Seven lawyers were admitted Thursday at U.S. District Court in Bangor to practice before the federal bar.
In welcoming the new attorneys, the federal court’s three judges encouraged them to continue to uphold the reputation and tradition of the local legal community.
“You are joining, as you probably know, a wonderful bar,” one where the lawyers are “friendly, able, and helpful,” said U.S. District Judge Morton A. Brody.
The legal community has the reputation of being “one of the finest in the state, if not the finest,” he said, adding that the new lawyers had the responsiblity “to enhance that reputation.”
Brody especially cited the late John Ballou, prominent Bangor attorney and president of the Maine Bar Association who died earlier this month, as “an excellent example” of a bar member. The judge challenged the new lawyers “to emulate the admirable traits of John Ballou” and “replenish some of the qualities lost” with Ballou’s death.
About 30 local lawyers attended the ceremony, which has usually been done in conjunction with the swearing-in of new citizens in a twice-a-year naturalization ceremony.
Brody acknowledged that the swearing-in of new citizens has lately been done more informally, and indicated he would like to see both ceremonies done together.
“We’re going to see if we can change that around,” he said.
Also present for the ceremony were U.S. Appellate Judge Conrad K. Cyr and U.S. Magistrate Judge Eugene Beaulieu.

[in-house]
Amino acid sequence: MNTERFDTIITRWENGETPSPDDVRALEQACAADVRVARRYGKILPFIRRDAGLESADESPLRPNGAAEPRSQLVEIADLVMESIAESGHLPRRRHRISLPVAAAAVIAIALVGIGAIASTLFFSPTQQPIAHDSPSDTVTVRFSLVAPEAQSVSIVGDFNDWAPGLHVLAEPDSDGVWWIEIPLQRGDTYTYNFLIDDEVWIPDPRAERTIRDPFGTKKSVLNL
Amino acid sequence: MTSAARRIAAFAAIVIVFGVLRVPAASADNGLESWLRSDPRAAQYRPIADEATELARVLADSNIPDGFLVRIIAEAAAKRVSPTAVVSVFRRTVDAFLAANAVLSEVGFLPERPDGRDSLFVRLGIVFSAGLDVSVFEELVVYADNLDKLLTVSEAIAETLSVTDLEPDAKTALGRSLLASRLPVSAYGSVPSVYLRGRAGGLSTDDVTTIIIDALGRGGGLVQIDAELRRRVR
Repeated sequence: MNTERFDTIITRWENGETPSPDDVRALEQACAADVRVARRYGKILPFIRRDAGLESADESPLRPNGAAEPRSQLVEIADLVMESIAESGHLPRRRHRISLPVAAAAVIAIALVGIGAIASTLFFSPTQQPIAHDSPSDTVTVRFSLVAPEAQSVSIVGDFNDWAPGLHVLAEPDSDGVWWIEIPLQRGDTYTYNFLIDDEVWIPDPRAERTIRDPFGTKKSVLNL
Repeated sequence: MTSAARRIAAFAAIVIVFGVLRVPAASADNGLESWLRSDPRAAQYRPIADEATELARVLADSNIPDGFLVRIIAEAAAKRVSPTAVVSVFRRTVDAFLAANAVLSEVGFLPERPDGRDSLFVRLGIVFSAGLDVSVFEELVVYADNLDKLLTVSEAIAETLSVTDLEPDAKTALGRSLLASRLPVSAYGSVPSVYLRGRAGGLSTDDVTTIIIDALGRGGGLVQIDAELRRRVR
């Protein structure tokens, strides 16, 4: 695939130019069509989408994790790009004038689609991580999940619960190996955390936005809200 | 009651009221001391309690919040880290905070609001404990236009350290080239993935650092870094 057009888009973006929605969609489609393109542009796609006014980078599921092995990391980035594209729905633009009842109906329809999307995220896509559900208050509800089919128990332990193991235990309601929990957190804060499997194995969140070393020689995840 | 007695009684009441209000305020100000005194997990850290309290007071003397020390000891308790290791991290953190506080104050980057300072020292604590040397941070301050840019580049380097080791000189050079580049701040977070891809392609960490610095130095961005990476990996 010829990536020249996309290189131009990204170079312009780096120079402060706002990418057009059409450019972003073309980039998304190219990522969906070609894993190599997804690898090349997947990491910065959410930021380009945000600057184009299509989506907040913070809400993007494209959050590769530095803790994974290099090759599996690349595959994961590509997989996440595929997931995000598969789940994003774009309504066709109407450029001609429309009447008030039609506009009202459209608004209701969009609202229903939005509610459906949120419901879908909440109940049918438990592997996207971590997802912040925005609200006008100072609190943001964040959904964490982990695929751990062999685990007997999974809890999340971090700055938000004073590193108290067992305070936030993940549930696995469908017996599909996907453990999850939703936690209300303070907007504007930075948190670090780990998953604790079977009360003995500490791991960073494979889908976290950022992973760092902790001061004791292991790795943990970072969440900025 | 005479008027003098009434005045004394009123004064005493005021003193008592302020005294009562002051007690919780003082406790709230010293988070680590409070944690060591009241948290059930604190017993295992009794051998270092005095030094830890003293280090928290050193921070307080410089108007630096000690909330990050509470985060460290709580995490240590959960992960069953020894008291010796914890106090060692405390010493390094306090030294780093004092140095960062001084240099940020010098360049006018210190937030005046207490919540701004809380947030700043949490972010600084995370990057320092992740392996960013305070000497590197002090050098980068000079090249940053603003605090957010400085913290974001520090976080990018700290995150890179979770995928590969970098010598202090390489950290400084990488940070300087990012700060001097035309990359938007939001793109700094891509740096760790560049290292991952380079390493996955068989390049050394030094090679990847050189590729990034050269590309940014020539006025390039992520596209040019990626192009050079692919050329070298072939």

Beaulieu pointed out there was a special relationship among members of the local bar and said he hoped the new members would “continue what the previous members have done.”
Cyr also commented that the community had “continued to show a camaraderie and cooperation” that was uncommon. There “seems to be a prospect of continuing that attitude, and I hope it does,” he said.
Jay McCloskey, making his first public appearance as interim U.S. attorney, was then introduced.
Before presenting the new lawyers, McCloskey, who was recommended for the federal position by U.S. Sen. George J. Mitchell, a former Bangor federal judge, joked about not being sure his appointment would ever take place. Referring to a large portrait of Mitchell hanging in the courtroom, he said, “Thanks to somebody on the wall, it did.”
McCloskey then made the motion that the lawyers be admitted, and the seven candidates were presented, including Jefferson T. Ashby of Presque Isle; Hans G. Huessy, Dixmont; Kerry Clark Jordan, Orono; John P. March Jr., Seal Harbor; Jill Tompkins Shibles, Hampden; Nolan H. Tanous, Millinocket; and Dale F. Thistle, Skowhegan.
The lawyers swore to uphold the Maine constitution, to respect the court and its officers, and not to reject “the cause of the defenseless and the oppressed.”
Brody granted the motion, noting to laughter from the audience that there had been several memos in opposition to its being granted, “mostly by spouses.”
A reception sponsored by the Penobscot County Bar Association followed the ceremony.